West Virginia residents might be surprised to learn that roughly 5,000 people died in 2015 because of a drowsy driver, according to a study by the Governors Highway Safety Association. The report also noted that the there is not enough information to show the full extent of this dilemma.
Unlike driving under the influence of alcohol, drowsy driving is difficult for police to identify and combat, and with the fact that more than 83 million motorists who drive daily are sleep deprived, enforcement training and laws may need to be improved. Further, whenever drowsy drivers cause an accident, they may not admit it because of the penalties they fear they will receive.
Because of the serious danger sleep-deprived drivers pose, the National Highway Traffic Safety Administration is now listing drowsy driving as a driving impairment to be included with distracted, drugged and drunk driving. The report included a chart, which compared sleep deprivation with blood alcohol concentration levels. For example, a driver who goes 21 hours without sleep is similar to a driver whose blood alcohol content level is .08 percent. Likewise, going 24 hours without sleep puts a driver in the same danger as a person who has a blood alcohol content of .10 percent.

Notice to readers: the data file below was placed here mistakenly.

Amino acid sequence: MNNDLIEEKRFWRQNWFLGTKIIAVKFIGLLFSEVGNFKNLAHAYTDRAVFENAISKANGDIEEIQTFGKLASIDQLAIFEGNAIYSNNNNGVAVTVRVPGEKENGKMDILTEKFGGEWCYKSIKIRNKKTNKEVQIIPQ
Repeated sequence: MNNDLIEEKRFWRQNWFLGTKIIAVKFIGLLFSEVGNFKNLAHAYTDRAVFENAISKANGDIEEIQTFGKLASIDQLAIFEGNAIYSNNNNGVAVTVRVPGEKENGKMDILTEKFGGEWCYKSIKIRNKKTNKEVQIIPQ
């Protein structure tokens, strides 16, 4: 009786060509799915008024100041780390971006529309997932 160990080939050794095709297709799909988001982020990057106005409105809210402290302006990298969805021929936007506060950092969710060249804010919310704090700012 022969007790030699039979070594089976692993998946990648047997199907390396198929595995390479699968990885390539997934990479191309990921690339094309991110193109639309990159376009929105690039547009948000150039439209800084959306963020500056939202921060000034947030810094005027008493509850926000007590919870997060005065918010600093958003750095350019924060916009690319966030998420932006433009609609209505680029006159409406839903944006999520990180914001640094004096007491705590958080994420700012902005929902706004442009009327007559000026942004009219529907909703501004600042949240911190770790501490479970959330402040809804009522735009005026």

The study also found that those who are at the highest dangers for drowsy driving are young adults and teenagers. In fact, this age group represents more than 50 percent of all motor vehicle accidents caused by a sleep-deprived driver. Others who are at risk for drowsy driving are overnight shift workers and those who have a sleep disorder.
People who get behind the wheel and cause an accident because they fell asleep can be held liable for damages. Those who were injured because of the actions of a negligent driver might want to have an attorney’s assistance in seeking compensation.
Source: Forbes, “Around 5,000 People Were Killed Last Year Due to Drowsy Driving”, Tanya Mohn, Aug. 8, 2016